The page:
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Climate pollution coming from...inside our buildings!?
January 24, 2022

Washington State legislative session kicks off with climate on agenda

Washington legislators will be taking up a number of clean energy and climate-related measures in their short legislative sessions this winter, right when more Americans than ever before are alarmed about the climate crisis. Washington’s legislative session is already well underway, and lawmakers are considering more than a dozen climate bills, including measures to reduce carbon emissions in the buildings sector (editor’s note: the fastest rising sector of carbon pollution in the region), to help school districts switch to electric buses, to ensure that climate change is considered in local and regional growth management plans, and also several key issues from the Environmental Priorities Coalition including transportation funding and the lack of affordable housing. Governor Jay Inslee began the year calling for major investments in climate protection; his proposals and legislators’ own clean energy bills seek to build on the achievements of last year’s Clean Fuel Standard and Climate Commitment Act.

Momentum building for addressing pollution from buildings

Oregon lawmakers are considering a measure that would allow cities to adopt a more energy efficient building code already detailed in the state’s Reach Code. Homes account for about 20% of US annual carbon emissions, according to a National Academy of Sciences report, making construction standards and home energy usage important focal points for responding to climate change. A bill before the Washington State Legislature would encourage the conversion of homes from fossil gas to electric heating simply by allowing public utilities to offer homeowners incentives for transitioning. This week, Olympia, WA became the latest city to commit to making all city buildings fossil fuel-free. With gas companies pushing to slow or stop such transitions away from gas, the issue has become a battleground in many states.

On transportation

Oregon has made changes to its EV rebate program, making it easier for low-income folks to choose zero-emissions electric vehicles in fact doubling the rebates available to those purchasing used or new EVs. Both Oregon and Washington have already passed Clean Truck Rules establishing a timeline for transitioning all mid-size and heavy vehicle fleets to electric, and three East Coast states followed suit at the end of 2021.

As regional power grid gets cleaner, climate impacts still on the rise

New data from the Northwest Power and Conservation Council shows that retiring coal from the electricity grid is, as expected, dramatically reducing the region’s carbon emissions. Emissions are expected to continue to drop as the region’s remaining coal power plants wrap up operations, and as renewable energy replaces fossil gas. There is also exploration on different means to store more clean energy including by technologies and utilities in the region. Meanwhile, the effects of the climate crisis are apparent across the region, in the form of extreme weather and wildfires. Oregon State University researchers have found that climate change is degrading marine ecosystems off of the Oregon coast; glacier researchers were shocked to discover recently that the state’s southernmost glacier has completely melted.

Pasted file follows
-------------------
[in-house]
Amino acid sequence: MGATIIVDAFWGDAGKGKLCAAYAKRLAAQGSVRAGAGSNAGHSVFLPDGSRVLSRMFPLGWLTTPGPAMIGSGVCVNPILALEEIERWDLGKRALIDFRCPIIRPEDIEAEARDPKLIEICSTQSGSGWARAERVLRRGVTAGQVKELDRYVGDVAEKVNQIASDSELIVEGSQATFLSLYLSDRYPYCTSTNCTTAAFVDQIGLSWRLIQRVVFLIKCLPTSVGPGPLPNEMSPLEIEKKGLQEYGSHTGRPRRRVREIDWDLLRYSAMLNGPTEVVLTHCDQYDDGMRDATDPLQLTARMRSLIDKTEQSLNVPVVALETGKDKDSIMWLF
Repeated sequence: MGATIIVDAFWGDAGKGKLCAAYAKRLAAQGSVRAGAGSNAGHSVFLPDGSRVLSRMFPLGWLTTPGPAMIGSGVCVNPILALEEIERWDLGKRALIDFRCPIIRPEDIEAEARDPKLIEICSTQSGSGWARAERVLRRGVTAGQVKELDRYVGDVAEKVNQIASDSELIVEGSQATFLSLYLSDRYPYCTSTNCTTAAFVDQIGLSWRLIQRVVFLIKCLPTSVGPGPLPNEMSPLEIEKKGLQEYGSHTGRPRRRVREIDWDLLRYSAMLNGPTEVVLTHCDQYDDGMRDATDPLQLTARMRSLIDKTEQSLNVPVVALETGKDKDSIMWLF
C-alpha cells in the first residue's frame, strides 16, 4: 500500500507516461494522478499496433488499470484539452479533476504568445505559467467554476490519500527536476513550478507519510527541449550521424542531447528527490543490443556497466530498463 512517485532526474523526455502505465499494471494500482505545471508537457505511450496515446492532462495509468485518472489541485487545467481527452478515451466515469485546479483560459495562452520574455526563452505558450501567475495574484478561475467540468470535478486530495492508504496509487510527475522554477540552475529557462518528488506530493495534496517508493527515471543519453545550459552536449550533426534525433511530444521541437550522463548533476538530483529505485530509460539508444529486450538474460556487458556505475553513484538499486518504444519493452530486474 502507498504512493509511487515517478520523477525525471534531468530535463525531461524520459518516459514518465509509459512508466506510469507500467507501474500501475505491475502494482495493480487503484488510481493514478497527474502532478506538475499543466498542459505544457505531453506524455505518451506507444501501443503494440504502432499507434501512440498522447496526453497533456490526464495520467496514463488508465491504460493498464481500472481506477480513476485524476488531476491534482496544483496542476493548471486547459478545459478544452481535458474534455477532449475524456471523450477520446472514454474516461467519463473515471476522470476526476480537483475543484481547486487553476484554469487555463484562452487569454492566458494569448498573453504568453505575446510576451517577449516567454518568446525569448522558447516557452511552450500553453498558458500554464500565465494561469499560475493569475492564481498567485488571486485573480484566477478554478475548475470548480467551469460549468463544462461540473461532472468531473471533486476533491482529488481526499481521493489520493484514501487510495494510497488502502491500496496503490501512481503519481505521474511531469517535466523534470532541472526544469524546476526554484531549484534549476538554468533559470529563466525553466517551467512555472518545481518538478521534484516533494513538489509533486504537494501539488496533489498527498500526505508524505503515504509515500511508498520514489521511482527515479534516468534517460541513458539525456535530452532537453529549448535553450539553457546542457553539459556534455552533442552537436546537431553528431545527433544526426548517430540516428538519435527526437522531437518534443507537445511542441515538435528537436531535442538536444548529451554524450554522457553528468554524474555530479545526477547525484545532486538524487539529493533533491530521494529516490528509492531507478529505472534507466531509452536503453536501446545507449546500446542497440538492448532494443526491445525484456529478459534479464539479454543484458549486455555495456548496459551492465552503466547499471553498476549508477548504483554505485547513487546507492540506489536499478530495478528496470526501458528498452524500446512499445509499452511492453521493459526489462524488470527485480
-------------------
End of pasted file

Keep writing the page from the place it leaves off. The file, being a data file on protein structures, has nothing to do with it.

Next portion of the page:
Crossed words on “clean coal”

Freelance puzzle creator Lynn Lempel had intended a mild critique of the fossil fuel industry when she submitted a crossword to the New York Times giving the clue “dubious term for a greener energy source” for the intended result “clean coal.” But by the time the puzzle appeared in print, editors had shortened the clue to “greener energy source”—allowing the industry propaganda term to stand unchallenged. After a number of climate advocates cried foul (or guessing other, correct answers like “wind power”), the newspaper took the rare step of issuing a correction, conceding that the puzzle “may have implied incorrectly that coal is a viable source of clean energy.” The episode also pointed out the easy ways misinformation can make its way into our everyday activities including the ongoing rise of climate misinformation.

One thing you can do: 

No years off from climate impacts = no years off from climate action

If you live in Washington State or Oregon, or know folks that do, please take a minute to contact state lawmakers at the start of this year and the legislative sessions calling for strong climate action.

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Author Bio

Jonathan Lee

Storytelling and Digital Engagement Manager, Climate Solutions

Jonathan Lee (formerly Gates; pronouns: he/him) has over nine years of experience in nonprofit communications strategy, print and web content creation, public policy advocacy, and promoting equity, diversity and social justice. He believes in making positive change by asking sincere questions, building meaningful relationships, and collaborating equitably toward shared goals.

Jonathan has a Bachelor's degree in Sociology and American Ethnic Studies from Willamette University. He spends his free time reading, volunteering, hiking, and listening to jazz music, often with his partner Rachel and their three dogs.